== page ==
The West

More train passengers feel unsafe travelling at night, with new research identifying the Midland and Armadale lines as the worst.

The passenger satisfaction monitor 2012 - a report for Transperth by local consultancy Painted Dog Research - was based on interviews with 3050 bus, 1000 train and 200 ferry commuters.

The number of passengers who felt unsafe at night jumped from 23 to 28 per cent - including nearly half of all Armadale patrons interviewed and nearly one-third of all Midland patrons.

Four in five commuters identified drunks and drug users as the biggest safety threat at night.

This was followed by concerns of not enough guards or security cameras on trains.

In addition, 43 per cent of patrons felt unsafe at the Midland station while the Mandurah station was considered the safest.

Transport Minister Troy Buswell said the State Government was constantly working on measures to make night-time train travel safe.

These included monitored CCTV, high-level lighting and trained security personnel.

Mr Buswell said the patronage of trains from Perth on Saturday nights showed commuters were prepared to use public transport late at night.

The research also found that satisfaction with the frequency of Perth's peak-hour train service hit an all-time low in 2011-12.

Though nine out of 10 patrons were satisfied with the trains in general, satisfaction with peak-hour services fell to 76 per cent.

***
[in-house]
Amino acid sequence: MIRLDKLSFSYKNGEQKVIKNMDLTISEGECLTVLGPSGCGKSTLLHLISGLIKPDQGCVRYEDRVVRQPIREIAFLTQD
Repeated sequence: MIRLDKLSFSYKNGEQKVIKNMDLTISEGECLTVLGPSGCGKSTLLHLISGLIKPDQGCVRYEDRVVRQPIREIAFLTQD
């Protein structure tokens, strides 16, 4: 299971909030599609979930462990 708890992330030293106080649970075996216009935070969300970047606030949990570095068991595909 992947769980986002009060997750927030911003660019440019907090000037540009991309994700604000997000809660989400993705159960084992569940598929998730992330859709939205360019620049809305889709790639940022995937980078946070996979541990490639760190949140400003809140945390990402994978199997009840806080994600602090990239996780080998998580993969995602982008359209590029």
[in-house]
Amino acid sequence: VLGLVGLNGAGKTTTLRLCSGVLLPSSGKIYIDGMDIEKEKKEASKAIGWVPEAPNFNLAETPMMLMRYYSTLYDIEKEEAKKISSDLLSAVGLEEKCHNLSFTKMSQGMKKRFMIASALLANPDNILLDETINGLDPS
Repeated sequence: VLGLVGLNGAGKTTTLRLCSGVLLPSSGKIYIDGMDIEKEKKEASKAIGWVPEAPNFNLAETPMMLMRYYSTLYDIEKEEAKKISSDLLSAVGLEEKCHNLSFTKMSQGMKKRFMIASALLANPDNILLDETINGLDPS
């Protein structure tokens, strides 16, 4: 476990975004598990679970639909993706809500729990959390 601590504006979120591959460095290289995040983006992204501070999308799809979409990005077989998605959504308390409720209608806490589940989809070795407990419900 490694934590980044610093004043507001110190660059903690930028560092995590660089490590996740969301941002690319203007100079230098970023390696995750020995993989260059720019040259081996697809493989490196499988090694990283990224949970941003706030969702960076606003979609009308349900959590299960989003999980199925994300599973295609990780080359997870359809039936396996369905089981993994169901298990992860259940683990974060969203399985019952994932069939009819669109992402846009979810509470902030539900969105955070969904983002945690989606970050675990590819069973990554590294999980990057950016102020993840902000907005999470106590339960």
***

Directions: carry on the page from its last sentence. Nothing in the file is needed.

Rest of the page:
The worst result was for the Fremantle line.

Relatively high dissatisfaction levels were also recorded for the availability of seats (21 per cent) and the quality of station facilities (16 per cent).

But Mr Buswell said Perth people were voting with their feet and using trains in record numbers.

"We realise that there are some concerns with the pressure at peak times and that is why we have ordered extra trains to cater for demand," he said.

Bus patron satisfaction remained steady this year, with about eight in 10 satisfied with the overall bus network.

The Morley area recorded significant improvements for the second successive year but the result in Midland deteriorated sharply over the past 12 months.

Midland commuters were dissatisfied with the frequency of bus services in the evenings and weekends, the lack of general services in some areas and poor bus-train connections.

The West Australian

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